America’s school and criminal-justice systems have been veering toward a curious alliance—with dangerous repercussions for the children in their grasp.
Often, programs for establishing new schools result in the closure and combination of many schools without much care for how students would experience having to cross race, class, neighborhood, and gang lines to get to school. Many schools, instead of providing avenues out of poverty in low-income neighborhoods, become highly policed environments that reinforce racial inequality and distrust of authority. With the rise of metal detectors, surveillance cameras, and pat-downs in schools, students interact with police during a formative period that shapes their life-long attitudes and life trajectories. Schools become the new frontiers of broken-windows policing, with a focus on social control and punitive measures instead of on education and growth.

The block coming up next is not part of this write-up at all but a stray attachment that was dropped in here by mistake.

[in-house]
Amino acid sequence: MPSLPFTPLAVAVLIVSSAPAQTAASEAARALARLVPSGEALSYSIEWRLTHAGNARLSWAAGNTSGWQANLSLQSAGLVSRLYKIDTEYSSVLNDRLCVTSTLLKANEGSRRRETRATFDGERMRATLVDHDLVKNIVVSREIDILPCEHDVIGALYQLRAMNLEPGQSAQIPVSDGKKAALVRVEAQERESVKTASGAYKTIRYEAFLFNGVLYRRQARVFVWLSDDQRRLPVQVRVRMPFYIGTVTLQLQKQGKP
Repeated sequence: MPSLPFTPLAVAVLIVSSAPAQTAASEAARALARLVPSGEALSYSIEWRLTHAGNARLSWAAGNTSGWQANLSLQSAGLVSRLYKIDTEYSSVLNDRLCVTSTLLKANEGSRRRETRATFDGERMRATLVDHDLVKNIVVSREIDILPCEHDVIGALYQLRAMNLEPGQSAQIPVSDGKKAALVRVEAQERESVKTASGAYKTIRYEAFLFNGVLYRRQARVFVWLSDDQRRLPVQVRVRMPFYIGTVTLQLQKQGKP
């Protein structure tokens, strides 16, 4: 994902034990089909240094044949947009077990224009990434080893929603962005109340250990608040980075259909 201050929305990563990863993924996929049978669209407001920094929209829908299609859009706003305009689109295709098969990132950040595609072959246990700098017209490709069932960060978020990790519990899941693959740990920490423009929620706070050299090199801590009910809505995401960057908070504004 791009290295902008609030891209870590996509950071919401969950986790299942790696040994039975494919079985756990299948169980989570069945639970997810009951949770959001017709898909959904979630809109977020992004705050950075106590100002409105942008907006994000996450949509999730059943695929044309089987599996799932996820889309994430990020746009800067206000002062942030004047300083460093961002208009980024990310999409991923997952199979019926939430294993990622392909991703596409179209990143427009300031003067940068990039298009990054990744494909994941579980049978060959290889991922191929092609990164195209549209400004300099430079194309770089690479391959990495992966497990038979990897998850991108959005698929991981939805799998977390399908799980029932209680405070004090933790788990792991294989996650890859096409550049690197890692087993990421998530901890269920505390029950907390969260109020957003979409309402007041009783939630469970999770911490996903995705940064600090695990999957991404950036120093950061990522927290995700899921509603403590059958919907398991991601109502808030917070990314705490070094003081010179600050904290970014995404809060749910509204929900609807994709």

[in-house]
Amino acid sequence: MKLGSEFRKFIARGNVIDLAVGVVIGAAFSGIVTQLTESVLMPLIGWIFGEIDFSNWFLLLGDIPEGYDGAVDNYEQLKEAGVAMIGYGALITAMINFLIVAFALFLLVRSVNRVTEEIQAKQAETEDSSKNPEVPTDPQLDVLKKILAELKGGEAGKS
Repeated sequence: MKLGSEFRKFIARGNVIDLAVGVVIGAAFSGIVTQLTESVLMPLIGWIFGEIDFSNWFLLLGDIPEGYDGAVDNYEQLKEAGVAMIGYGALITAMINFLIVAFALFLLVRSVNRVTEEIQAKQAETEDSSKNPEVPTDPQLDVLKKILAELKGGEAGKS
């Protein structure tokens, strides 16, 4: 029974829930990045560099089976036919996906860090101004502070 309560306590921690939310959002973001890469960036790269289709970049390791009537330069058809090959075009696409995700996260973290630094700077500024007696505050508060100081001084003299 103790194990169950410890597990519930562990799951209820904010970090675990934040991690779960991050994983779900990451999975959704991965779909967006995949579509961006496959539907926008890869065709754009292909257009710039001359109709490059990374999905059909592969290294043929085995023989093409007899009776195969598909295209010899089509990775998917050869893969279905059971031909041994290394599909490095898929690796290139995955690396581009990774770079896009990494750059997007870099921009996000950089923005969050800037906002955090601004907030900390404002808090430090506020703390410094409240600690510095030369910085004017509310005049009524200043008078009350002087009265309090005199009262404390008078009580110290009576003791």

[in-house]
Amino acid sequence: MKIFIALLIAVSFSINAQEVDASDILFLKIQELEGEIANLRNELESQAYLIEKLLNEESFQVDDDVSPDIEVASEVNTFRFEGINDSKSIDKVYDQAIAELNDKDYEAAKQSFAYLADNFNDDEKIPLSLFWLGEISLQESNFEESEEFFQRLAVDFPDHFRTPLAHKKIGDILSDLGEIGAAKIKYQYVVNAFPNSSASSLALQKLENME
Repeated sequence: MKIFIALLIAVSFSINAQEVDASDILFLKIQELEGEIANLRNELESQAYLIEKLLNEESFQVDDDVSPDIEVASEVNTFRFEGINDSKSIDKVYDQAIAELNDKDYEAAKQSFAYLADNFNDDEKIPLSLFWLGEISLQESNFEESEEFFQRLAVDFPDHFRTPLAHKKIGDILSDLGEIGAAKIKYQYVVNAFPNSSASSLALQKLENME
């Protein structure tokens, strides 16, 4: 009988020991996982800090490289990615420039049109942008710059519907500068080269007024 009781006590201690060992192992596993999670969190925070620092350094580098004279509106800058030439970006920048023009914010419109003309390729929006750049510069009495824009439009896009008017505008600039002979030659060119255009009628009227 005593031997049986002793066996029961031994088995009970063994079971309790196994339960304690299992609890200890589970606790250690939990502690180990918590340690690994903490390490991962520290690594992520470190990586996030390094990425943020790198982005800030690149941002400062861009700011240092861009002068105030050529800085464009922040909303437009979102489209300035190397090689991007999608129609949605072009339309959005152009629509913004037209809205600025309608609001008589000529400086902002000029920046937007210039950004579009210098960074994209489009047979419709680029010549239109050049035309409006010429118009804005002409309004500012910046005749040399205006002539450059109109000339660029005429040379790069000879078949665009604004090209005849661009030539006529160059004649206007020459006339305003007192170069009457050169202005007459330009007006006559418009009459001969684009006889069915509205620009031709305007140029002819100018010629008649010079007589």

The symbiotic relationship between urban neighborhoods, public education, and the criminal-justice system is pervasive throughout the country.
Despite a surge in attention to neighborhood effects in big cities, my research shows that schools are more powerful engines of social stratification than neighborhoods. Urban high schools, in particular, play a major role in how students perceive and experience authoritative figures, whether teachers in school or police officers on the street. For some kids—especially those in our nation’s biggest cities—attending a well-resourced school in a well-resourced neighborhood is the only way out of an existence where their every move is subject to police control.